When elephants are in the room, it means an obvious issue or situation is being avoided or ignored. While you may rely on the excuse, “if you ignore them, they’ll go away,” these elephants have a sneaky way of sticking around and sabotaging results — regardless of your feelings about their importance.
Team members quietly quit when unspoken issues or difficult situations are not vocalized and resolved. Usually, their reluctance to speak up is due to fears of personal or professional reprisals if they rock the boat. Or, the fear is due to not having the confidence, communication skills, or self-esteem to stay in the conversation when others don’t agree with them.
As the leader, it’s up to you to make the conversations safe and respectful and be committed to opening up the conversation to expose difficult issues or situations.
Ironically, talking about these elephants clears the air, energizes the team, and produces unprecedented results. However, achieving these results requires straight talk and a willingness to stay focused on removing the elephant when it doesn’t want to readily lumber away!
How to Resolve Five Common Types of Elephants
When resistance is due to:
Overwhelm. Keep the conversation simple when the issue seems impossible or too big to handle. Use open-ended questions: “What is your experience with the new A/P system?” Allow others the opportunity to voice concerns without fear. Once everyone has had a chance to talk, brainstorm possible solutions. Now, create a focused action plan and speak directly with the person(s) that have the power to resolve it. Remember to stay focused on the solution, not personalities.
Egos. These can be the most difficult elephants to mitigate since egos involve executives’ sense of self-esteem and self-importance. Offer ideas in small pieces and let them choose which one to use since s/he ignores brainstorming. Then, give them credit when the idea succeeds, and offer one or two suggestions if it fails. Remember, the goal is to remove the negative impact on you and your team. As you gain the executives’ trust, you can have more effect.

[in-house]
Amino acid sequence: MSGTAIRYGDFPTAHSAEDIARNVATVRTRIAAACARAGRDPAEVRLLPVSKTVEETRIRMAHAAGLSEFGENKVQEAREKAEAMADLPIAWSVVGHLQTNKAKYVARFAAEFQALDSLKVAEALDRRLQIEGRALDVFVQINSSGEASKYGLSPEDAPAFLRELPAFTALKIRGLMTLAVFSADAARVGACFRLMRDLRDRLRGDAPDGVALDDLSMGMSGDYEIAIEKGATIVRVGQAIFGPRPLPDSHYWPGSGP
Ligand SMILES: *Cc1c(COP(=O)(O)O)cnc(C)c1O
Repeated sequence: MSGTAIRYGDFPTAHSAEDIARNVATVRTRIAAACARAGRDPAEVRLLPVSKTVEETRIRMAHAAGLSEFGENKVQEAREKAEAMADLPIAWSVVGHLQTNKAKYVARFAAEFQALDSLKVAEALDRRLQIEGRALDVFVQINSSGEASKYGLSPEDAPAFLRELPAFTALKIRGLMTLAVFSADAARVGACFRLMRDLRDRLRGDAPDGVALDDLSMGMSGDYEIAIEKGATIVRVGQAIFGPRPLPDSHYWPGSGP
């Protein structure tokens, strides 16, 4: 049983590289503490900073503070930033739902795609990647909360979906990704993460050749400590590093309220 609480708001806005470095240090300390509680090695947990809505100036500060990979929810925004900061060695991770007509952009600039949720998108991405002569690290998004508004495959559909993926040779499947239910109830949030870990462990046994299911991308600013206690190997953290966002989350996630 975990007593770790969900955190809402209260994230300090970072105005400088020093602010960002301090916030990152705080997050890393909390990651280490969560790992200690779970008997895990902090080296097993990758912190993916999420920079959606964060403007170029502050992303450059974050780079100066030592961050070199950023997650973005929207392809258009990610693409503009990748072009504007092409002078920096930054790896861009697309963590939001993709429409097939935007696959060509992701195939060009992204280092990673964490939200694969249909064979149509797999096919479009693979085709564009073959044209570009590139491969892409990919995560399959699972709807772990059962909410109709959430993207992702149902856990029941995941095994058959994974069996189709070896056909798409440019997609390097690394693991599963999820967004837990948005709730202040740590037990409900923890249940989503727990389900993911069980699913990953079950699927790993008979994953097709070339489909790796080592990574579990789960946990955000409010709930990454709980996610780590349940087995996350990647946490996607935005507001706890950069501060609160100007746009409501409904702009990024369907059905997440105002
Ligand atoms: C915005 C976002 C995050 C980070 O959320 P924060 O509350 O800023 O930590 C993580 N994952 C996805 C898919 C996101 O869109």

Entrenchment. We’ve all heard the expression, “It’s the way we’ve always done it.” When team members offer ideas to resolve concerns, it’s essential to listen and learn and not take them personally. Set aside your ego as the leader, use critical thinking so that change isn’t for the sake of change, and manage the process to include everyone.
Bad Acts. If there is a claim of harassment or microaggression, or allegation of theft, it’s imperative to act responsibly now. Have a private conversation with your boss and human resources to determine how to proceed. This may mean letting a well-liked team member or coworker go. Remember, this elephant is negatively impacting others. And these observers are watching how you’ll handle the situation and are adjusting their work performance accordingly. Note: If you ignore this one, you’ll lose credibility, your team, clients, and your business.
Failure to Commit and Act. There are times when elephants have been addressed, but there is no change. Or the leader has agreed but fails to remove the elephant due to political reasons or is second-guessing their agreement. (Examples include continuing old hiring practices and resisting a needed strategic hiring system or asking a major financial contributor to stop smoking in a no-smoking office.) Get this resolved asap. Ask for help by talking with your executive coach for objective counsel. Stop hoping the elephant will eventually go away. Hope is not a strategy; elephants tend to stay too long when you avoid following through for win-win-win outcomes.
©Jeannette Seibly, 2011-2022
Jeannette Seibly is The Leadership Results Coach. She has been an award-winning international executive and family business management consultant, keynote speaker, and author for over 29 years. Her focus is to guide leaders to make a positive difference. Feel stuck moving your team forward? Want straightforward counsel on how to do it? Let’s chat! Contact Jeannette for a confidential conversation.
A note from Jeannette about removing elephants and creating win-win-win outcomes: Is an elephant residing on your team? With your client? Or, in your company? The longer you wait to resolve difficult issues or situations, the more entrenched these elephants become. In the meantime, you lose essential ideas and solutions along with team members and clients. Have questions about how to identify “elephants” and resolve them? Most do! Let’s chat now!
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